By Bill Cirone
“Give a man a fish and you feed him for a day; teach a man to fish and you feed him for a lifetime.” This quote from Maimonides captures the true spirit of what we try to do in our public schools — teaching children from all walks of the life the knowledge, skill, and dispositions they need to thrive and contribute in our democratic society.
Sharing success stories is perhaps the best way to capture the importance of public education in creating an informed and engaged citizenry.
Today I profile and salute Santa Maria’s Andrea Martinez for the path she travelled to her leadership position in our community, along with her passion for education and philanthropy.
Martinez, whose mom worked the fields of Santa Barbara County for 15 years and whose dad left home when she was 10, is the current chair of the Women’s Fund of Northern Santa Barbara County. She also serves as the membership services director at the Santa Maria YMCA. Prior to that, she worked for the Scholarship Foundation of Santa Barbara.
Committed to philanthropy and the values of community engagement, Martinez says, “I think non-profits are part of my DNA.” Recalling her childhood, she remembers how as a child she used to run after her playmates as they pedaled around on their bikes.
It was a rough-and-tumble existence, she says, pointing to the small scar at her hairline, and another one just under her chin. “But we were too poor to afford a bike,” she says matter-of-factly.
When she was five, a local non-profit organization gave Martinez a bike. “That was a very good day,” she says, smiling.
“We were a migrant family,” Martinez, the third of five children, told me recently when I asked about her upbringing. “I attended 10 different elementary schools growing up.”
Despite that instability, Martinez nonetheless did well in school. As an adolescent, her intellectual curiosity began to blossom.
“I was in the AVID program at El Camino Junior High in Santa Maria, and Mr. ‘Milt’ was encouraging students to think about rigorous course selection in preparation for college. I approached him after that session and asked him, ‘What’s college?’”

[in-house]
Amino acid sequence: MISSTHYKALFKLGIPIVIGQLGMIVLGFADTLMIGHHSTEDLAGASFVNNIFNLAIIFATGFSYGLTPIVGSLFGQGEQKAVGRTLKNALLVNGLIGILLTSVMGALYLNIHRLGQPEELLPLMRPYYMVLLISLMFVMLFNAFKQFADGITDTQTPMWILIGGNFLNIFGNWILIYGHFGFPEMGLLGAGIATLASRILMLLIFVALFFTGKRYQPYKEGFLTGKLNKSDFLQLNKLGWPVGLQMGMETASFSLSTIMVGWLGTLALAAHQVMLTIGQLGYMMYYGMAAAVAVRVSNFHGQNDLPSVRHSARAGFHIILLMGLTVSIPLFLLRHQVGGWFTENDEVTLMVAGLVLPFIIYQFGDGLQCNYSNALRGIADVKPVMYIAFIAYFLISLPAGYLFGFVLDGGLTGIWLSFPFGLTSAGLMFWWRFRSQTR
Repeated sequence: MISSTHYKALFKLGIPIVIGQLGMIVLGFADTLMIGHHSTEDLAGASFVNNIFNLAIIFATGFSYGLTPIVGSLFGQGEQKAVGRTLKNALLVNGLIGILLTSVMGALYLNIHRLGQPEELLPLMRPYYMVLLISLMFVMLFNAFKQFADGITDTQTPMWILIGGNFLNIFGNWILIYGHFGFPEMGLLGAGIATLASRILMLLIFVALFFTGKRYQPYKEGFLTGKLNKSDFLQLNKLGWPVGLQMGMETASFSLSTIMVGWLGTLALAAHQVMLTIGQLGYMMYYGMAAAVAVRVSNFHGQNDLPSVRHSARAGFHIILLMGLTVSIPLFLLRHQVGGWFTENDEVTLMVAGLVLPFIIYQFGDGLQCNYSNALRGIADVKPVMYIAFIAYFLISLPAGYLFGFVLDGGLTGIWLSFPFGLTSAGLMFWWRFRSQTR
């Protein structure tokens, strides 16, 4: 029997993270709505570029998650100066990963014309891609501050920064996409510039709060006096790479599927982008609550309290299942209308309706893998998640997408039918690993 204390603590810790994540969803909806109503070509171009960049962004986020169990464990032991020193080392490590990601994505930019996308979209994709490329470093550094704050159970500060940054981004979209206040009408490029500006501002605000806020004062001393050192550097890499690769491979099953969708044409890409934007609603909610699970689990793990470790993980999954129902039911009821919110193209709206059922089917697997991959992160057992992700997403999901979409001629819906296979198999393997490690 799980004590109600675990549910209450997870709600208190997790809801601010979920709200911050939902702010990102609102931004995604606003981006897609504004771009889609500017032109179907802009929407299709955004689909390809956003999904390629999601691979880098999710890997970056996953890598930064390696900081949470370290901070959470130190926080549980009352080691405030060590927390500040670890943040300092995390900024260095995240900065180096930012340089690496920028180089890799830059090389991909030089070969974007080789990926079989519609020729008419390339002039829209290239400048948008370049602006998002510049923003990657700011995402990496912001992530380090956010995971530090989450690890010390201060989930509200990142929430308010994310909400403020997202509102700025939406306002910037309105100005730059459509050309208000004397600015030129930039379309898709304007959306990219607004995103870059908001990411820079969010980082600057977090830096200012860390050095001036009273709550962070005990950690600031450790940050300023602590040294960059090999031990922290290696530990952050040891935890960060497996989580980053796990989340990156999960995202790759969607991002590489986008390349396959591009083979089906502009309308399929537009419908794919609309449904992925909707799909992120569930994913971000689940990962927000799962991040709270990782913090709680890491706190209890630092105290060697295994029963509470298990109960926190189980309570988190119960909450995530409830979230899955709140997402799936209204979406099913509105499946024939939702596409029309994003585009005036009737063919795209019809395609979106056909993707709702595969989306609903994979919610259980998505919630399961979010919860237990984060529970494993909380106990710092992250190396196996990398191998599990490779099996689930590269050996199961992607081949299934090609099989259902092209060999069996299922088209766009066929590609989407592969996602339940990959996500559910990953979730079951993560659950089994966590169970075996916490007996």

“I’m sure he fielded plenty of crazy questions from students over the course of his teaching career,” Martinez continued. “But I’ll never forget that thunderstruck look on his face after I asked my question. I don’t think he saw that one coming.”
Today, Martinez, who did not have a concept of college until the seventh grade, is a 2010 graduate from UCSB. A passionate supporter of the power of education, she understands the wisdom of Plato: “The direction in which education starts a person will determine their future in life.” She works to help today’s youth in their quest for education and a bright future.
In January, Martinez will begin her second consecutive term as chair of the Women’s Fund of Northern Santa Barbara County. The Fund’s goal is to respond to the community’s most urgent needs, by making substantial gifts that translate their values into actions while serving as a catalyst for change on behalf of the women, children, and families in North County.
Recent beneficiaries of their generosity include The Santa Maria Valley YMCA, The Friends of the Los Alamos Public Library, and The Central Coast Literacy Council. The Women’s Fund gave over $75,000 to these three organizations in 2015. Recognizing the needs in our community, Martinez notes that “our focus currently is on education literacy.”
The power of education is exemplified in this daughter of migrant laborers, and today she is a tireless advocate concerned with giving back — in time, resources, and gratitude. Her life’s journey and growth, despite obstacles many of us can only imagine, vividly demonstrate the true function of education, which in the words of Dr. Martin Luther King is “to teach one to think intensively and critically. Intelligence plus character — that is the goal of a true education.”
Andrea Martinez is a role model who uses her intelligence and character to help others, while advancing the common good and making our community a better place. Santa Barbara County is lucky to have Andrea Martinez, and countless others like her, living and working amongst us.